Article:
Transport for London (TfL) has confirmed plans to open a cable car in time for 2012 Olympics, operating 50 metres above water between the Greenwich Peninsula and Royal Docks. The cable car is to transport up to 5,000 passengers (cyclists and pedestrians) per hour, between the two Olympic venues (the O2 arena and ExCel exhibition centre). The duration of the trip will be approximately 5 minutes one-way, cars running every 30 seconds. According to the Guardian, the system will be privately funded, costing £25 million provided by a number of potential operators.
London Mayor Boris Johnson claims that “A cable car spanning the majestic Thames would not only provide a unique and pioneering addition to London’s skyline, but also offer a serene and joyful journey across the river”. “Passengers will be able to drink in the truly spectacular views of the Olympic Park and iconic London landmarks whilst shaving valuable minutes from their travelling time”, he continues. Johnson believes that the cable car will provide a much-needed enhancement of cross-river options to the east of the city.
Former Labour Mayor Ken Livingstone does not object to the idea, as a cable car would be a development for the area. However, he states that “what is really needed is a road bridge that would carry more commuters.” The other alternative types of river crossing , according to professors of transport, are a rail-only bridge, a new river-ferry crossing, a walk and cycle-only bridge, and a car bridge adapted to take more public transport. The professors claim that a cable car would be the most sustainable of these. The question here, however, is whether a cable car is the most realistic option? Or is this an attempt to keep up with other major cities of the world?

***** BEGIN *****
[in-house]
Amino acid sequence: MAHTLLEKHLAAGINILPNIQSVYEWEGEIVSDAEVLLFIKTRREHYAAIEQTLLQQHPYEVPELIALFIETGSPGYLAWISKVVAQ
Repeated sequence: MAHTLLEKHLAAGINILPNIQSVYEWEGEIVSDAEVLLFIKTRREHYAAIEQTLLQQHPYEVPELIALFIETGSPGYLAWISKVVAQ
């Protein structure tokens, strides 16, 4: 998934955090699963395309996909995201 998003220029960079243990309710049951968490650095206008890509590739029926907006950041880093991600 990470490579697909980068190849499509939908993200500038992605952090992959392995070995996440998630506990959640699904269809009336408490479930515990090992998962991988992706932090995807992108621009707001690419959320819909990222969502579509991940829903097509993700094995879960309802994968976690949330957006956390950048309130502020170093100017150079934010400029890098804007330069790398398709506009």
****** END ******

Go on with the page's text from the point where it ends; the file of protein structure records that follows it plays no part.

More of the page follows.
Barcelona, Cologne, Hong Kong, Lisbon, New York and Singapore are amongst the cities
currently employing a cable car. Does TfL feel that London is lagging behind? After the Olympics, will the public want to use the cable car as an every-day mode of transport? Not only does it sound unrealistic to think that the public will choose to “take the cable car” to work, but the route (from one place in the middle of nowhere to another) seems extremely Olympics-centred. Will the cable car be purely used as a way to impress the masses of tourists organisers claim will visit London in 2012? (In fact most host cities experience a drop in tourism during the Olympics) Quoting Tfl analysts, it certainly seems so: “A cable car would bring excitement and iconic importance, which would generate interest in tourist visits.” Let’s go fly a kite.